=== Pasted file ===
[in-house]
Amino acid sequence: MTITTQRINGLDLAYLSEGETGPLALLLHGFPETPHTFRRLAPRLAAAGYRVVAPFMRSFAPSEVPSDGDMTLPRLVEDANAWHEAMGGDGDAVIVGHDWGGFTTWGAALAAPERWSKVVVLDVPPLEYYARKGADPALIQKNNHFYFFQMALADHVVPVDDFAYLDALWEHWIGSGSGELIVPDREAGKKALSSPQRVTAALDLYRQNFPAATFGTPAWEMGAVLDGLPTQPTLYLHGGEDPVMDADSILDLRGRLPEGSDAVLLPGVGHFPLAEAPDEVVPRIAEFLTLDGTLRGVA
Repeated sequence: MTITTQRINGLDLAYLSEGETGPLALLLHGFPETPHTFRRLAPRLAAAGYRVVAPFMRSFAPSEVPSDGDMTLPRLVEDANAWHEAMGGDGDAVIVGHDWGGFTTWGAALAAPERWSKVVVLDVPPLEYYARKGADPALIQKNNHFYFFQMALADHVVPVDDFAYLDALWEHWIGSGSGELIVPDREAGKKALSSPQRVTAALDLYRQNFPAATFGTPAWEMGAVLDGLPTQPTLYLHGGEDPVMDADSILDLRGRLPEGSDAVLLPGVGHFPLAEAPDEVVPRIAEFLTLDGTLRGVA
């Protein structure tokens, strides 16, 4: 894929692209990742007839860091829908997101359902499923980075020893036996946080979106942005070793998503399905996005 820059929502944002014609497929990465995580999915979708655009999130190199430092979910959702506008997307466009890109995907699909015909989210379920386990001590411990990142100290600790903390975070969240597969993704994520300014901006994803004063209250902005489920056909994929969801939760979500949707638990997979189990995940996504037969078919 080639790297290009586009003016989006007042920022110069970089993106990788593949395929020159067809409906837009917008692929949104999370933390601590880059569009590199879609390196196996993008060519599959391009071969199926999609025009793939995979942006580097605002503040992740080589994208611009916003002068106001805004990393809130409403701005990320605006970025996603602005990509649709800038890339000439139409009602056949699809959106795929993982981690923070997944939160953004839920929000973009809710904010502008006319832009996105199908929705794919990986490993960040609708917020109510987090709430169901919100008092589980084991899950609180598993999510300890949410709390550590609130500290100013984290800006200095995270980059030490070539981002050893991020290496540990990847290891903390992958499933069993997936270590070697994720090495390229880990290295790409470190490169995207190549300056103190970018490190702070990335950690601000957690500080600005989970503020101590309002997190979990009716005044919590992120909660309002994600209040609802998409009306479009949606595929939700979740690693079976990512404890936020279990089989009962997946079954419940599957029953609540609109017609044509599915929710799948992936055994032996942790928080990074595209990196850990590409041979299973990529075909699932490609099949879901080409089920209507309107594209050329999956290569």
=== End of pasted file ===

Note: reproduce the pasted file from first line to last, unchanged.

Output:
[in-house]
Amino acid sequence: MTITTQRINGLDLAYLSEGETGPLALLLHGFPETPHTFRRLAPRLAAAGYRVVAPFMRSFAPSEVPSDGDMTLPRLVEDANAWHEAMGGDGDAVIVGHDWGGFTTWGAALAAPERWSKVVVLDVPPLEYYARKGADPALIQKNNHFYFFQMALADHVVPVDDFAYLDALWEHWIGSGSGELIVPDREAGKKALSSPQRVTAALDLYRQNFPAATFGTPAWEMGAVLDGLPTQPTLYLHGGEDPVMDADSILDLRGRLPEGSDAVLLPGVGHFPLAEAPDEVVPRIAEFLTLDGTLRGVA
Repeated sequence: MTITTQRINGLDLAYLSEGETGPLALLLHGFPETPHTFRRLAPRLAAAGYRVVAPFMRSFAPSEVPSDGDMTLPRLVEDANAWHEAMGGDGDAVIVGHDWGGFTTWGAALAAPERWSKVVVLDVPPLEYYARKGADPALIQKNNHFYFFQMALADHVVPVDDFAYLDALWEHWIGSGSGELIVPDREAGKKALSSPQRVTAALDLYRQNFPAATFGTPAWEMGAVLDGLPTQPTLYLHGGEDPVMDADSILDLRGRLPEGSDAVLLPGVGHFPLAEAPDEVVPRIAEFLTLDGTLRGVA
């Protein structure tokens, strides 16, 4: 894929692209990742007839860091829908997101359902499923980075020893036996946080979106942005070793998503399905996005 820059929502944002014609497929990465995580999915979708655009999130190199430092979910959702506008997307466009890109995907699909015909989210379920386990001590411990990142100290600790903390975070969240597969993704994520300014901006994803004063209250902005489920056909994929969801939760979500949707638990997979189990995940996504037969078919 080639790297290009586009003016989006007042920022110069970089993106990788593949395929020159067809409906837009917008692929949104999370933390601590880059569009590199879609390196196996993008060519599959391009071969199926999609025009793939995979942006580097605002503040992740080589994208611009916003002068106001805004990393809130409403701005990320605006970025996603602005990509649709800038890339000439139409009602056949699809959106795929993982981690923070997944939160953004839920929000973009809710904010502008006319832009996105199908929705794919990986490993960040609708917020109510987090709430169901919100008092589980084991899950609180598993999510300890949410709390550590609130500290100013984290800006200095995270980059030490070539981002050893991020290496540990990847290891903390992958499933069993997936270590070697994720090495390229880990290295790409470190490169995207190549300056103190970018490190702070990335950690601000957690500080600005989970503020101590309002997190979990009716005044919590992120909660309002994600209040609802998409009306479009949606595929939700979740690693079976990512404890936020279990089989009962997946079954419940599957029953609540609109017609044509599915929710799948992936055994032996942790928080990074595209990196850990590409041979299973990529075909699932490609099949879901080409089920209507309107594209050329999956290569």